Added strength pays off in Fall League for Jays' No. 29 prospect

October 25th, 2023

SURPRISE, Ariz. -- There are currently eight players on MLB Pipeline’s Top 30 team prospects lists who have been given an 80 run grade. One of them, , showed he's anything but a one-dimensional player on Tuesday night.

The Blue Jays' No. 29 prospect went 3-for-5 with his first home run in the Arizona Fall League as his Surprise Saguaros scored seven runs in the bottom of the eighth inning en route to a 12-10, come-from-behind victory over the Salt River Rafters.

Brown, now hitting .319 with an OPS of .900, got Surprise on the board when he took Braves left-handed pitcher Dylan Dodd out to the deepest part of the ballpark in straight-away center field in the bottom of the second.

“The scouting report was saying to see everything up,” said Brown, who also scored three times in the slugfest. “He threw me a first-pitch slider that started down, so I was just staying with the approach. He gave me a pitch that was up, the work that we put in in the cage translated. That’s what took over there.”

The 22-year-old has been working tirelessly both during those BP sessions and in terms of strength and conditioning to become a more well-rounded player. He knows that top-of-the-scale speed will always be his calling card -- he’s swiped at least 20 bases in each of his three full seasons of pro ball since Toronto drafted him out of its own backyard, the Ontario high school ranks, in the third round in 2019 -- but is clearly eager to prove he can offer more than just his wheels.

“It’s the work, man,” Brown said. “You put the work in, try to get better every single day, see it translate there is pretty cool. Obviously, we put a lot of time in the weight room trying to get a little bit bigger. Seeing it pay off is pretty cool.”

It’s been a slow payoff for Brown so far as he’s moved slowly up the Blue Jays ladder. Toronto has preached patience from the outset, knowing they were selecting a very young high school player with a ton of raw ability who could take a while to sharpen those tools and become a consistent performer. There have been glimpses of his potential, like when he finished with an OPS over .800 while hitting his way from Single-A to High-A in 2022. (He posted a .633 OPS in 2021, his first full season of pro ball.).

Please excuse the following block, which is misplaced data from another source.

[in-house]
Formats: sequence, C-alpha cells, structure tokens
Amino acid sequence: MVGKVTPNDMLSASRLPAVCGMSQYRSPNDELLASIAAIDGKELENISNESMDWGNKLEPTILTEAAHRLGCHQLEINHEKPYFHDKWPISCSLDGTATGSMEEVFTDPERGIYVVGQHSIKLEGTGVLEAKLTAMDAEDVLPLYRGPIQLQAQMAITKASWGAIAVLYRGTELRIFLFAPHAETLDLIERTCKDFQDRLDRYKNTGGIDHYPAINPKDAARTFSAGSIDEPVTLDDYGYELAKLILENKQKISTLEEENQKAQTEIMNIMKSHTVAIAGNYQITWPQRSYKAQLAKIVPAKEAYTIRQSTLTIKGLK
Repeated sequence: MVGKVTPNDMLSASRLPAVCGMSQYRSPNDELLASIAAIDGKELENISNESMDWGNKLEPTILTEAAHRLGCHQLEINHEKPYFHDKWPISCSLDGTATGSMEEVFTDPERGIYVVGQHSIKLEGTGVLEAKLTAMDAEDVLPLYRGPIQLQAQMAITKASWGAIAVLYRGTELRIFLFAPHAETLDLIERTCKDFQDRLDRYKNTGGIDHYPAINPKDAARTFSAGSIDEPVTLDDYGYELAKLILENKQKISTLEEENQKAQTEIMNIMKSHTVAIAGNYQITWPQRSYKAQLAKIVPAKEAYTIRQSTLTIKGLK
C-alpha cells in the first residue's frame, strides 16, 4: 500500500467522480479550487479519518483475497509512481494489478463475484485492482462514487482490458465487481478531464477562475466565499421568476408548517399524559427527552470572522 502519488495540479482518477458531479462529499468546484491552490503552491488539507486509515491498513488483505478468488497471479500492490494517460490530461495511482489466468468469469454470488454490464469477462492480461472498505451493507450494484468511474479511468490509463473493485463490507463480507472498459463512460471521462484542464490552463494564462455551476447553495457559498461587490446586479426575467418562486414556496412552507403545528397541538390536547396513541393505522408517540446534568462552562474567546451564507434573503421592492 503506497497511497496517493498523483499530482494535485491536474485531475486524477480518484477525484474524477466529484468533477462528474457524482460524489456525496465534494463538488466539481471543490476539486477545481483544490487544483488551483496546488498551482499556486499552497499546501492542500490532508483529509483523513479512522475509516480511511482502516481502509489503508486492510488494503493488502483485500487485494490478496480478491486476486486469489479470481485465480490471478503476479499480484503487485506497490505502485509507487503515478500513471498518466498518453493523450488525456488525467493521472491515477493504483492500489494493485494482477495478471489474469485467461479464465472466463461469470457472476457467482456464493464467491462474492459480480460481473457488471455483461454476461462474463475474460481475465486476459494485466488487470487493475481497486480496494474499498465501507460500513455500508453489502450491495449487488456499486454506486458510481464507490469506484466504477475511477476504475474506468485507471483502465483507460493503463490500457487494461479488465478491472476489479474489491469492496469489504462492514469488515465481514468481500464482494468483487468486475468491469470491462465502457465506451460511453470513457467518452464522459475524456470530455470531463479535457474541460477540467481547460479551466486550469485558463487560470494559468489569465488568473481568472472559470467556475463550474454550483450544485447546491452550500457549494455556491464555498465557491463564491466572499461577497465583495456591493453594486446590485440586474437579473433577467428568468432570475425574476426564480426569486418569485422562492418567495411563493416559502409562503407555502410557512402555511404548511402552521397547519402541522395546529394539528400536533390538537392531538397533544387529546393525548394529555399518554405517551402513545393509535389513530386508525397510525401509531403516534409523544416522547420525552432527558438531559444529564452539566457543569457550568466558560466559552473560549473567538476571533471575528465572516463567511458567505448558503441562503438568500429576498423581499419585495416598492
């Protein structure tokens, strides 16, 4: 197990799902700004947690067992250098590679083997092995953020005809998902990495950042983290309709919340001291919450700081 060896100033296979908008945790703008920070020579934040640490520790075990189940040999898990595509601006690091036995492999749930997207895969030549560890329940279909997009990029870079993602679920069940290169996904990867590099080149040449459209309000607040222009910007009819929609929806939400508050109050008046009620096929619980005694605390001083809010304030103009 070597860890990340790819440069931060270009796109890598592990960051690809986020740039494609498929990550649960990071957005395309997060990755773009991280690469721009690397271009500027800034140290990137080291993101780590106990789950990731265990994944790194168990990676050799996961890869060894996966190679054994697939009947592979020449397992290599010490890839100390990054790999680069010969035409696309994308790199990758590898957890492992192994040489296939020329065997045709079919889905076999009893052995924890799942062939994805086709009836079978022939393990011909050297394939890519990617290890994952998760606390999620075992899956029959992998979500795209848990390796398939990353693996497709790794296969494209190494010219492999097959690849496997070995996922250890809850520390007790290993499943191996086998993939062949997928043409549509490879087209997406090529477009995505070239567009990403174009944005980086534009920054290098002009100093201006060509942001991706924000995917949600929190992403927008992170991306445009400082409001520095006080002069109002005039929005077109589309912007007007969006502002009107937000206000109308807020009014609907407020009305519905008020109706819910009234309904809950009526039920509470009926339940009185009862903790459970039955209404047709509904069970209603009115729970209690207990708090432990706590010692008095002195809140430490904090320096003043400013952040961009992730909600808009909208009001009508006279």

“I think the big thing is understanding who I am,” Brown said. “When you sign as a 17-year old, you’re still trying to figure yourself out. As you get older, get some games under your belt, you have to figure out, ‘This is what I can do.’ But staying within myself is the biggest thing. Understanding who I am is kind of where I’m at right now.”

That was important when he experienced a lot of adversity with a return to High-A Vancouver in 2023. Brown swiped 26 bags, but his .218/.309/.315 line was not exactly how he hoped to follow up his 2022 campaign. He learned some valuable lessons that he brought with him to the Fall League, particularly about the mental side of the game, and it’s helped him put up a .319/.389/.511 line over his first 13 games.

“Dealing with failure,” Brown singled out as the biggest lesson from the regular season. “The best players go through it. It’s not one person or the other; every single guy goes through it. Understanding that it’s part of the game, clearing your head every single day and coming back with the same mindset, ‘I know what I can do. I know what I’m capable of,' and let everything else just take over.”

Those who see Brown as a future table-setter who provides outstanding defense – he nearly threw out a runner at the plate to end Tuesday's game – need not worry that one big fly is going to mean Brown starts selling out for power. Sure, he understands he’ll need to keep proving he can impact the baseball, but he’s not going to stray from who he is to do it.

“I think the big thing is using the big part of the field,” Brown said. “Understanding my tools, trying to keep the ball on a line and use my speed that way, but any time you get a ball up in the air like that, that exit velo is pretty cool.”

Brown wasn’t the only Blue Jays prospect to add to the offensive output in a game with a combined 22 runs and 33 hits. Damiano Palmegiani (TOR No. 18) went 2-for-5 with four RBIs, three of them on a bases-loaded triple in that huge eighth. Eight of the nine batters in the Saguaros lineup picked up a hit as Surprise moved into first place with a 12-8 record.

Brown plans on continuing to contribute to those winning ways, but he’s learned that it's a process. It’s not always easy for a young player to buy into the concept of patience, no matter how often the organization pushes it, but he seems to have a good grasp of it.

“You know what you’re capable of; the biggest thing is just trusting it,” Brown said. “You want everything in one bite, but to take in those small steps, at the end of the day, it leads to a bigger picture. Trying to get better, and whatever happens, it happens."